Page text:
I remember watching Greg (Turpin’s VP) moderate a panel discussion several years ago.
As I observed, I realized that the discussion was one of the best I’d ever attended. It was good, not only because of the insightful panelists (and they were) but also because of how Greg kept the conversation orderly through the use of some unconventional techniques. Here’s what I mean.
Direct everyone’s focus. As you can see in the photo, Greg positioned himself in the audience. We were in theatre seating with a center aisle. As you probably have seen in other panel discussions, panelists tend to speak directly to the moderator. Had Greg been up front, the panelists would have had to turn to the side or back to address him. Being out in the audience opened them up to the group. Placing himself in the audience also helped Greg monitor what was going on with the group as a whole.
- Make it as conversational and intimate as possible. While there was a raised stage behind them, the panelists were seated at audience level on stools. Having them sit on the same level as the audience, but slightly elevated, made the conversation feel more intimate. Also, the panel took place after dinner. While it took a few minutes to move from the round dinner tables to the theatre seating, the new seating arrangement made it so much easier to listen. No one was forced to twist uncomfortably to face the panelists.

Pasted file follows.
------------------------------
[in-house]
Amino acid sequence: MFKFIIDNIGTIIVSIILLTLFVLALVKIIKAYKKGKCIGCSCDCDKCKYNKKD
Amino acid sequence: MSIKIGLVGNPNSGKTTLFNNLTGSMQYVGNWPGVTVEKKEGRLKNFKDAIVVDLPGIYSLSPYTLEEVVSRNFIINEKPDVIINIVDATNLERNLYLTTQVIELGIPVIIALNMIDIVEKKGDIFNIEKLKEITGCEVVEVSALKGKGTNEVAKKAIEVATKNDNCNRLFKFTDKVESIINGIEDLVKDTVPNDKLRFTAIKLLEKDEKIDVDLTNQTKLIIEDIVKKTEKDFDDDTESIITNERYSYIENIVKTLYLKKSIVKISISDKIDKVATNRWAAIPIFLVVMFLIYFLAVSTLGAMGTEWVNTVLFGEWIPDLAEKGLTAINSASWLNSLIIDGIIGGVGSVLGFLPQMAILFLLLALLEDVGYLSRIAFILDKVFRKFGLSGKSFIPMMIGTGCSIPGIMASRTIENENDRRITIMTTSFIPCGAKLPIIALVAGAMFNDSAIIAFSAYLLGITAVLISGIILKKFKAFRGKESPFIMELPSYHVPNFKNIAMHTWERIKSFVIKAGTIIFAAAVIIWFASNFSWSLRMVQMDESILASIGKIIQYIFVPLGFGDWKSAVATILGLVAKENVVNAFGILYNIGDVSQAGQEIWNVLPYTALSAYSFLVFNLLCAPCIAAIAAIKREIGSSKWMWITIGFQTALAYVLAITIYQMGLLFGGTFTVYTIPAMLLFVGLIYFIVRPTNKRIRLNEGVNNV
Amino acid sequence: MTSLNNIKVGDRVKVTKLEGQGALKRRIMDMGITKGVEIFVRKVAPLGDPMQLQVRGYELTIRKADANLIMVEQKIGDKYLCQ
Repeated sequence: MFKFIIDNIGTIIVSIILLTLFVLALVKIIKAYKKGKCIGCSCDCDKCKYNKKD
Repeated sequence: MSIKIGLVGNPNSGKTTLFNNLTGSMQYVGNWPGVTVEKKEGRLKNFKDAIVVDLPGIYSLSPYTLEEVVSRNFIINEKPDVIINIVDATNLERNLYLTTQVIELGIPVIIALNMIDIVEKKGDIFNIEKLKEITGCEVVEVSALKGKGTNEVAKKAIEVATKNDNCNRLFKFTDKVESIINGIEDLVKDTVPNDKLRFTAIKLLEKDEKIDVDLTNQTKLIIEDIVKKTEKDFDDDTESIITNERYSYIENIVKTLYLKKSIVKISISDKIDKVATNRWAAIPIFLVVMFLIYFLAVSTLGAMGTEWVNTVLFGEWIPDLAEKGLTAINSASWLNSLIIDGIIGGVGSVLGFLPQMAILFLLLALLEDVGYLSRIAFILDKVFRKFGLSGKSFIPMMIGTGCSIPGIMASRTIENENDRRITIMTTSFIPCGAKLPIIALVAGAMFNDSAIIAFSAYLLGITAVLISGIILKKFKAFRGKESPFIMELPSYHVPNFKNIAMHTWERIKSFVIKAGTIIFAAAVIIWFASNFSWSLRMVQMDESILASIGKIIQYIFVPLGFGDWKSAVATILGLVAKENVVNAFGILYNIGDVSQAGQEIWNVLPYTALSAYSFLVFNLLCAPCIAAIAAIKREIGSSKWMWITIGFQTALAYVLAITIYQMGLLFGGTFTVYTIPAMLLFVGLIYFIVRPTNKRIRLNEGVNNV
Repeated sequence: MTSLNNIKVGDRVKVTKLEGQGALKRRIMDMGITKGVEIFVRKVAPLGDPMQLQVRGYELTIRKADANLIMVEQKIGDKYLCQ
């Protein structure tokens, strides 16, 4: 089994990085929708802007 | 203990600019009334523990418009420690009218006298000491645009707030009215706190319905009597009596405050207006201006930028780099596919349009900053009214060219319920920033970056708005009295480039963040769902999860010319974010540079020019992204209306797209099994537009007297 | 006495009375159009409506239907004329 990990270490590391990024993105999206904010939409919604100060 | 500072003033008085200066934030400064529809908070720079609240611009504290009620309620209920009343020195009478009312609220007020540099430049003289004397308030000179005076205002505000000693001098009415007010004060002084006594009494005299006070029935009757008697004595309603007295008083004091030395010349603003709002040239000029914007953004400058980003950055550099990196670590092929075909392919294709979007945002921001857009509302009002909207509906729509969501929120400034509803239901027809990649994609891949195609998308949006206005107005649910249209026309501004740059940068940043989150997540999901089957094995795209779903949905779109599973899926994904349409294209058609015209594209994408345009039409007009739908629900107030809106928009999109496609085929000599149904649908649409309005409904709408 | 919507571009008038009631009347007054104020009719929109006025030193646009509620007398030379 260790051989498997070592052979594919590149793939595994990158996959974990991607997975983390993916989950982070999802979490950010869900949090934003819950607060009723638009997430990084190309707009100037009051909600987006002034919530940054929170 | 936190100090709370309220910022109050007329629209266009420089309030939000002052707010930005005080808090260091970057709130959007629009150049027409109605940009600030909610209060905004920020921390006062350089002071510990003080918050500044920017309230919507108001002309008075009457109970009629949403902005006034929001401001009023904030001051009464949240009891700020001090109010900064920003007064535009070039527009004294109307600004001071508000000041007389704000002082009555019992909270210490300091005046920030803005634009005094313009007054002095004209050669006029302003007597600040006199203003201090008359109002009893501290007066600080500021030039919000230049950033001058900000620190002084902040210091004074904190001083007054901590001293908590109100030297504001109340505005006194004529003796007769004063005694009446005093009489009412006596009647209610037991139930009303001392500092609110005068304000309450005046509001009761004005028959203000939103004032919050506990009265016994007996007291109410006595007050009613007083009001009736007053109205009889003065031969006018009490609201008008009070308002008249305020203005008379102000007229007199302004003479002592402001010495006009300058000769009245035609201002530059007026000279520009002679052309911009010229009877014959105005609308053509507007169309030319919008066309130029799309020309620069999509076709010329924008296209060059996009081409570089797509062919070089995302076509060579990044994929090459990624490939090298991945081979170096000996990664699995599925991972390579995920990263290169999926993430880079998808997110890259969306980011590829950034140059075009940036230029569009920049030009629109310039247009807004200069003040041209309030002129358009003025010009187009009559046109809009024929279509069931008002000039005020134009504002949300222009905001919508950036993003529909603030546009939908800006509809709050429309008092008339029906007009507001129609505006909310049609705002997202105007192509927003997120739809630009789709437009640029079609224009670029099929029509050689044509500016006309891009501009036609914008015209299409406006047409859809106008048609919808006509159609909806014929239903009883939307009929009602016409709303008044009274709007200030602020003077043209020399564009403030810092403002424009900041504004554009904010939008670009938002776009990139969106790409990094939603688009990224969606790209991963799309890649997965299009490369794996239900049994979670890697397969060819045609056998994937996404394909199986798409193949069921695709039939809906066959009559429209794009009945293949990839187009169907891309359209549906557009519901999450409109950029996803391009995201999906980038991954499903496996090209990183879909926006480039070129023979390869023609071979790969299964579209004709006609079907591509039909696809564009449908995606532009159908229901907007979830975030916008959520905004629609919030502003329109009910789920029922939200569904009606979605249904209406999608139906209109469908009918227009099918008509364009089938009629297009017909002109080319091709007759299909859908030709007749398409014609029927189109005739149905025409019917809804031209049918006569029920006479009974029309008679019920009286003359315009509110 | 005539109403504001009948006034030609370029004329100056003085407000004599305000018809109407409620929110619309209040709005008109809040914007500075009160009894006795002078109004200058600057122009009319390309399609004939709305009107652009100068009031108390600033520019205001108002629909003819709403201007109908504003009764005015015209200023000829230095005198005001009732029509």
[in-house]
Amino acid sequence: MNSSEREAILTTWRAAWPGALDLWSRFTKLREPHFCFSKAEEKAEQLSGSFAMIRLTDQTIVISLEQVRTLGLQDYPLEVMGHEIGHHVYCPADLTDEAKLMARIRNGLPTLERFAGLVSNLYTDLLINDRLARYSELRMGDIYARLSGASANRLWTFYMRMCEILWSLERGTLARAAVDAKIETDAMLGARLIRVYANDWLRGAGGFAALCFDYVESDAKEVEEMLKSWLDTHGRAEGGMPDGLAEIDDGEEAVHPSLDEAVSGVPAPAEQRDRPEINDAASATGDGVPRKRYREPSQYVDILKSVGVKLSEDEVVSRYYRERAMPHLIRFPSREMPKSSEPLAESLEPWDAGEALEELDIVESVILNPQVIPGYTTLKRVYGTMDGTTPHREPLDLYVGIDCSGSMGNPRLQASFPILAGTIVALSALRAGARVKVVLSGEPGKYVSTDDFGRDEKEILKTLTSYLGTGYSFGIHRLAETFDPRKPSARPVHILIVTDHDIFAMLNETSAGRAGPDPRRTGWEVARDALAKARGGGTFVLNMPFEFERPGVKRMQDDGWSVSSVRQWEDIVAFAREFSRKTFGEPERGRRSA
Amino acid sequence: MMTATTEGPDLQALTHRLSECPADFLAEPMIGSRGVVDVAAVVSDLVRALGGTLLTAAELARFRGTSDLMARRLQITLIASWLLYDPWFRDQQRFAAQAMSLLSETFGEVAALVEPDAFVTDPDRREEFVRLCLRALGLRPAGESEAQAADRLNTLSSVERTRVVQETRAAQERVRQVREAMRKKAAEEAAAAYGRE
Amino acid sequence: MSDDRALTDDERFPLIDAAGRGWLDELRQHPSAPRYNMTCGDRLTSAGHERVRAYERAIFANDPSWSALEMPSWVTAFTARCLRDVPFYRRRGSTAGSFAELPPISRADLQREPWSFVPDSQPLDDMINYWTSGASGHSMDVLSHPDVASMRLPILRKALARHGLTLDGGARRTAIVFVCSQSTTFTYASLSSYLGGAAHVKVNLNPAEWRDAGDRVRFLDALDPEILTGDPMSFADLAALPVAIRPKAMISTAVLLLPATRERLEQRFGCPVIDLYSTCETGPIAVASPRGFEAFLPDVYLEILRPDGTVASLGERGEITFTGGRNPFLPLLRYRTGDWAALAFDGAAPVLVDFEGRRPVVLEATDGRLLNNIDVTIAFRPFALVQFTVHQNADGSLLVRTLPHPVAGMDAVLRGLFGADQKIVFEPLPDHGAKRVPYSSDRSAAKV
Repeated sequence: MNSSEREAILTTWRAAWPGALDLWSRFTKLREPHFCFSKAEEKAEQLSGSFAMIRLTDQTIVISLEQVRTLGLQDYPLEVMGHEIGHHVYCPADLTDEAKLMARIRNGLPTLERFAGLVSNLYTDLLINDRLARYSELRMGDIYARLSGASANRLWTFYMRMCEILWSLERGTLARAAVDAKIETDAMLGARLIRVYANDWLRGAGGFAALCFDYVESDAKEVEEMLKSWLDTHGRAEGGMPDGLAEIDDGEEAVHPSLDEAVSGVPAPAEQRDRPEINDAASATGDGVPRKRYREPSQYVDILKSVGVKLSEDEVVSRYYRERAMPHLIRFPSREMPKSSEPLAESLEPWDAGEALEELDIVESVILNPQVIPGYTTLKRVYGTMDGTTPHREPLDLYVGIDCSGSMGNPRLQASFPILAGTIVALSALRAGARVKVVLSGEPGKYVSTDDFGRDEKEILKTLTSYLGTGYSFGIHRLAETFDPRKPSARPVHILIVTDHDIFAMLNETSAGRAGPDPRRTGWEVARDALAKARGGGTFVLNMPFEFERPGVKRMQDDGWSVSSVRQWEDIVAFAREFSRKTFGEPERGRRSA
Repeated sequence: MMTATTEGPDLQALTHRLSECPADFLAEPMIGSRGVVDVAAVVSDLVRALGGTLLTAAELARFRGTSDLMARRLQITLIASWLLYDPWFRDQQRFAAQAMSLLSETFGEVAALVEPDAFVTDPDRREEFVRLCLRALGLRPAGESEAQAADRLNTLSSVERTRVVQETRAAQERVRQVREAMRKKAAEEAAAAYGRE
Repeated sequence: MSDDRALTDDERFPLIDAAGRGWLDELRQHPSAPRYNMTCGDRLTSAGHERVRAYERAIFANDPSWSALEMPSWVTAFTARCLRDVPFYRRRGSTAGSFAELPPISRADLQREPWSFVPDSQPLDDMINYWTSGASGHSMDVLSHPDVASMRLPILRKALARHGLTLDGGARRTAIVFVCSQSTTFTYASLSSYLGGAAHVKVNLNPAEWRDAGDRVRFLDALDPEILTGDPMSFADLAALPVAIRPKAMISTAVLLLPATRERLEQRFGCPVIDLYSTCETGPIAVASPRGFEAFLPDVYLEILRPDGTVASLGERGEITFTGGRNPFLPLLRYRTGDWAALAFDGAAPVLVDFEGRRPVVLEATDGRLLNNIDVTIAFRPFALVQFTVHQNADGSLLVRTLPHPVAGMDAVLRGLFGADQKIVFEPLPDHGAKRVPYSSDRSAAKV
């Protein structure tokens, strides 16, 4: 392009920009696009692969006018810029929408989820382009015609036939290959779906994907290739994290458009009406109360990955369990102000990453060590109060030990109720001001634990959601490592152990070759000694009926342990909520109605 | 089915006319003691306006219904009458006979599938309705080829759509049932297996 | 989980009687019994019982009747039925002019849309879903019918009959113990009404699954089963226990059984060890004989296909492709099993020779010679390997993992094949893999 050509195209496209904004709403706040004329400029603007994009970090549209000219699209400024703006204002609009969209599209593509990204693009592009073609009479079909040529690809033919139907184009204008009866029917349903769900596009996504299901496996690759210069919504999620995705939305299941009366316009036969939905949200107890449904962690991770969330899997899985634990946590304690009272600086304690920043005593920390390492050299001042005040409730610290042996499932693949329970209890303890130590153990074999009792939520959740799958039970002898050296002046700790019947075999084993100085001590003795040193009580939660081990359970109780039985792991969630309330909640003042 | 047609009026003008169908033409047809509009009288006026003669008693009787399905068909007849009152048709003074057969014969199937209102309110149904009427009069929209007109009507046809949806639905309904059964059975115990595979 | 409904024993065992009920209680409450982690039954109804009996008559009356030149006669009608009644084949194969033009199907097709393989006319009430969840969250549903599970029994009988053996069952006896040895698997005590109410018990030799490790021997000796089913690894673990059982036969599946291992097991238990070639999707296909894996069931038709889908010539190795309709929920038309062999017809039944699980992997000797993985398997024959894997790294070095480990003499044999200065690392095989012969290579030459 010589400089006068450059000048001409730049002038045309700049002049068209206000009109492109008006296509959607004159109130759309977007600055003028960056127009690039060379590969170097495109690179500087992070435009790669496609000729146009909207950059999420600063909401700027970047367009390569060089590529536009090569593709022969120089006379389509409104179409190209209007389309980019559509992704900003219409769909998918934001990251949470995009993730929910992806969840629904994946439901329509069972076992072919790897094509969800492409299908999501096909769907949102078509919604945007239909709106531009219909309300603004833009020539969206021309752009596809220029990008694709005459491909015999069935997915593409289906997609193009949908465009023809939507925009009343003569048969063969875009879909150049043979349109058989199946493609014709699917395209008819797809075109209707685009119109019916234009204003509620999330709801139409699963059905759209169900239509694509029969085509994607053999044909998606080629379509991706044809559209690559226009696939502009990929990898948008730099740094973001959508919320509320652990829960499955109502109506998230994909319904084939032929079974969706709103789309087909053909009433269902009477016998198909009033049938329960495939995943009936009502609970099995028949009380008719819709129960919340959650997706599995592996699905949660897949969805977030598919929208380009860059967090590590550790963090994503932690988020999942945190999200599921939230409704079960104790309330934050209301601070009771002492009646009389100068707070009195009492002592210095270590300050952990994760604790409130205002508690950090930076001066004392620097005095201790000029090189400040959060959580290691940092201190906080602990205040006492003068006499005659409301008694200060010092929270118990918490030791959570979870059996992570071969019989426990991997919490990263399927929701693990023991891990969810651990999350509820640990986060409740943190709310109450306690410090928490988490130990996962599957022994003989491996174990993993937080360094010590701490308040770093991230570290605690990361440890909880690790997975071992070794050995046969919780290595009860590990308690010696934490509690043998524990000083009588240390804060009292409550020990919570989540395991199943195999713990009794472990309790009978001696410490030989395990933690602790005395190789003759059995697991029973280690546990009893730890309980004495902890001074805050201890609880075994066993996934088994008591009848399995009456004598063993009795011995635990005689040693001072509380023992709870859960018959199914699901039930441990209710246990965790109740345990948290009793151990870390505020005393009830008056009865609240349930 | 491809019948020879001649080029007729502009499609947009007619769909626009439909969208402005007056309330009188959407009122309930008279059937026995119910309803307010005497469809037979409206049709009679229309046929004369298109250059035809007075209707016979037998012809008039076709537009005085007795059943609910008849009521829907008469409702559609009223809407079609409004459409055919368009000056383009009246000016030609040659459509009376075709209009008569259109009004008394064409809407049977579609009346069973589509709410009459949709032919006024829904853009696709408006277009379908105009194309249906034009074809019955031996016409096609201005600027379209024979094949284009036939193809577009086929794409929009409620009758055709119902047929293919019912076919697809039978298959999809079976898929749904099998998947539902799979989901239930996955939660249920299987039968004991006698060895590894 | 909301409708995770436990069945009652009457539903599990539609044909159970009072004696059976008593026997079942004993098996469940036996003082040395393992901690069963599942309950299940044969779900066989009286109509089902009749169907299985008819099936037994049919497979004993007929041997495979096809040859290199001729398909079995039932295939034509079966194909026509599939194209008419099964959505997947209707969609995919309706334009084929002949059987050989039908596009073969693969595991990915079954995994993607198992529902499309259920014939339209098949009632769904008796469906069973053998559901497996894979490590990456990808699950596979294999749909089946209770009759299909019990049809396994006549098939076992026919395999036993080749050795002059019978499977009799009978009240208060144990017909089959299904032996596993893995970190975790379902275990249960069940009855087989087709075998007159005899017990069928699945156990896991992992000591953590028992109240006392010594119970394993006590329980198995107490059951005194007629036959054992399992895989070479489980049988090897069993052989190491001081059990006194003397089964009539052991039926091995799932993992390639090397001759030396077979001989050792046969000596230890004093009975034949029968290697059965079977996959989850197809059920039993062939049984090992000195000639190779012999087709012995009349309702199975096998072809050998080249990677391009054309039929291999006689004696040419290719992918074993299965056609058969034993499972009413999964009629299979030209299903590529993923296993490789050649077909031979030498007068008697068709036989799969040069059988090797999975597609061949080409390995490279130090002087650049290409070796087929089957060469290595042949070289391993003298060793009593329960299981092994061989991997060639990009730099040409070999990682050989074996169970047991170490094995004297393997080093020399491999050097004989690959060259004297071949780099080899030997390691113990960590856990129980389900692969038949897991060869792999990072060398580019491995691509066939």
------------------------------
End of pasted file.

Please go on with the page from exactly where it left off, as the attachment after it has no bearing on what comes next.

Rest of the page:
- Help us know who’s talking. The panelists’ pictures, name, title, and company were projected behind them in the same order they were sitting. This helped the audience remember who everyone was and the angle their answers and comments came from. This was such a simple, practical idea. How many times have you forgotten who individual panelists are after they have been introduced? If you’re like me, every time. Panelists’ bios and pictures were also provided on handouts. I was able to learn more about them, if I wanted, as the discussion went on.
I think the evening’s success was the result of Greg’s taking the time to think about how he could make the panel discussion as easy as possible—from the panelist’s perspective and the audience’s. By breaking the fourth wall of the stage, he was able to bring the discussion to the audience, making all of us feel a part of it.